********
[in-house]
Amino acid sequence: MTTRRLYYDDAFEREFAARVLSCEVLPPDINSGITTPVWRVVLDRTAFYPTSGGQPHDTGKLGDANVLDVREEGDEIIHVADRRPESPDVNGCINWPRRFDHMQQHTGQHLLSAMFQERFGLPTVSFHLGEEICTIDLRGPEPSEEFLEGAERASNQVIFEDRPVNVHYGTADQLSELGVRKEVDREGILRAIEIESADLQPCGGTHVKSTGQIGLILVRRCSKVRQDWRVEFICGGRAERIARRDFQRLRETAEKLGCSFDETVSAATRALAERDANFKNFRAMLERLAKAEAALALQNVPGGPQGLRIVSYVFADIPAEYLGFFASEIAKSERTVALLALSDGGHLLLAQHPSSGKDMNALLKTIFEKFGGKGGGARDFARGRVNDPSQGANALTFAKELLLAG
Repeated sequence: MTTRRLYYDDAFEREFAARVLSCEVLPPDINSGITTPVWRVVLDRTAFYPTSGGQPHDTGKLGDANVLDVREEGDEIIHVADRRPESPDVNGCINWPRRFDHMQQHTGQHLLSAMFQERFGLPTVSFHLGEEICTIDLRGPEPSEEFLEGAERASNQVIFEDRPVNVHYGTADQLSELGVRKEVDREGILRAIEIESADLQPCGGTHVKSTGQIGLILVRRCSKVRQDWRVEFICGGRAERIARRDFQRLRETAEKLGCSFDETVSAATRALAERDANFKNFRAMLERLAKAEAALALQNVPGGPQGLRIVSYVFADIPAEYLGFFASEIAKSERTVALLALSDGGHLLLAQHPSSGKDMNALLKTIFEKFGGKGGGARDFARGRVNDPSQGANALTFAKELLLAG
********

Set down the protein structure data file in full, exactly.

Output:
[in-house]
Amino acid sequence: MTTRRLYYDDAFEREFAARVLSCEVLPPDINSGITTPVWRVVLDRTAFYPTSGGQPHDTGKLGDANVLDVREEGDEIIHVADRRPESPDVNGCINWPRRFDHMQQHTGQHLLSAMFQERFGLPTVSFHLGEEICTIDLRGPEPSEEFLEGAERASNQVIFEDRPVNVHYGTADQLSELGVRKEVDREGILRAIEIESADLQPCGGTHVKSTGQIGLILVRRCSKVRQDWRVEFICGGRAERIARRDFQRLRETAEKLGCSFDETVSAATRALAERDANFKNFRAMLERLAKAEAALALQNVPGGPQGLRIVSYVFADIPAEYLGFFASEIAKSERTVALLALSDGGHLLLAQHPSSGKDMNALLKTIFEKFGGKGGGARDFARGRVNDPSQGANALTFAKELLLAG
Repeated sequence: MTTRRLYYDDAFEREFAARVLSCEVLPPDINSGITTPVWRVVLDRTAFYPTSGGQPHDTGKLGDANVLDVREEGDEIIHVADRRPESPDVNGCINWPRRFDHMQQHTGQHLLSAMFQERFGLPTVSFHLGEEICTIDLRGPEPSEEFLEGAERASNQVIFEDRPVNVHYGTADQLSELGVRKEVDREGILRAIEIESADLQPCGGTHVKSTGQIGLILVRRCSKVRQDWRVEFICGGRAERIARRDFQRLRETAEKLGCSFDETVSAATRALAERDANFKNFRAMLERLAKAEAALALQNVPGGPQGLRIVSYVFADIPAEYLGFFASEIAKSERTVALLALSDGGHLLLAQHPSSGKDMNALLKTIFEKFGGKGGGARDFARGRVNDPSQGANALTFAKELLLAG